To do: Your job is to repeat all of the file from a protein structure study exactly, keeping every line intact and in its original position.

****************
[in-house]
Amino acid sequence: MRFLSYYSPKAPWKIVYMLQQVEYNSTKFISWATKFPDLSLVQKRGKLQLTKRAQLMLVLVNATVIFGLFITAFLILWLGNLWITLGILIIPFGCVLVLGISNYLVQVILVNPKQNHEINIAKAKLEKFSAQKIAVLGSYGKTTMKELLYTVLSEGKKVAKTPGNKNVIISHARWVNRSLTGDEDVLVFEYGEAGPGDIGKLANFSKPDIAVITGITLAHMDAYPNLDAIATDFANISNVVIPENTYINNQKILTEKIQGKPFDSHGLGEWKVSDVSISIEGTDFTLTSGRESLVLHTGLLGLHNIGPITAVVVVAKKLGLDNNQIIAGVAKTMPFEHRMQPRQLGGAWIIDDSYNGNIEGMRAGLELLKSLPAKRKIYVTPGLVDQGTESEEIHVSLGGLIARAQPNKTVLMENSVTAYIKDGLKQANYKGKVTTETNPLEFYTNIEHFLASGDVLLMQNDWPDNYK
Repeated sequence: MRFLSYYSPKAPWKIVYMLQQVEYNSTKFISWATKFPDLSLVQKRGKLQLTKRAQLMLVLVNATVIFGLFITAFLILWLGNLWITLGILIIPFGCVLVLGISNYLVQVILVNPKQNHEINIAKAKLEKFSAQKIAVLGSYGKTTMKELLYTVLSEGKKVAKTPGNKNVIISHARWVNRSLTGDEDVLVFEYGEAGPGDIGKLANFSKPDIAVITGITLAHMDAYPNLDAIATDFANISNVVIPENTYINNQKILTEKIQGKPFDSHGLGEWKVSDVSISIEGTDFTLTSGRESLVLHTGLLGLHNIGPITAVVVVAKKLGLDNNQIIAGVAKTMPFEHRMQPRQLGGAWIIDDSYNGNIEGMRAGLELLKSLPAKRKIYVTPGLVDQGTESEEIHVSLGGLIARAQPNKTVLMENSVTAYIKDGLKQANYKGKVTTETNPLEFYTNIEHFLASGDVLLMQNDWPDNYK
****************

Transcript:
[in-house]
Amino acid sequence: MRFLSYYSPKAPWKIVYMLQQVEYNSTKFISWATKFPDLSLVQKRGKLQLTKRAQLMLVLVNATVIFGLFITAFLILWLGNLWITLGILIIPFGCVLVLGISNYLVQVILVNPKQNHEINIAKAKLEKFSAQKIAVLGSYGKTTMKELLYTVLSEGKKVAKTPGNKNVIISHARWVNRSLTGDEDVLVFEYGEAGPGDIGKLANFSKPDIAVITGITLAHMDAYPNLDAIATDFANISNVVIPENTYINNQKILTEKIQGKPFDSHGLGEWKVSDVSISIEGTDFTLTSGRESLVLHTGLLGLHNIGPITAVVVVAKKLGLDNNQIIAGVAKTMPFEHRMQPRQLGGAWIIDDSYNGNIEGMRAGLELLKSLPAKRKIYVTPGLVDQGTESEEIHVSLGGLIARAQPNKTVLMENSVTAYIKDGLKQANYKGKVTTETNPLEFYTNIEHFLASGDVLLMQNDWPDNYK
Repeated sequence: MRFLSYYSPKAPWKIVYMLQQVEYNSTKFISWATKFPDLSLVQKRGKLQLTKRAQLMLVLVNATVIFGLFITAFLILWLGNLWITLGILIIPFGCVLVLGISNYLVQVILVNPKQNHEINIAKAKLEKFSAQKIAVLGSYGKTTMKELLYTVLSEGKKVAKTPGNKNVIISHARWVNRSLTGDEDVLVFEYGEAGPGDIGKLANFSKPDIAVITGITLAHMDAYPNLDAIATDFANISNVVIPENTYINNQKILTEKIQGKPFDSHGLGEWKVSDVSISIEGTDFTLTSGRESLVLHTGLLGLHNIGPITAVVVVAKKLGLDNNQIIAGVAKTMPFEHRMQPRQLGGAWIIDDSYNGNIEGMRAGLELLKSLPAKRKIYVTPGLVDQGTESEEIHVSLGGLIARAQPNKTVLMENSVTAYIKDGLKQANYKGKVTTETNPLEFYTNIEHFLASGDVLLMQNDWPDNYK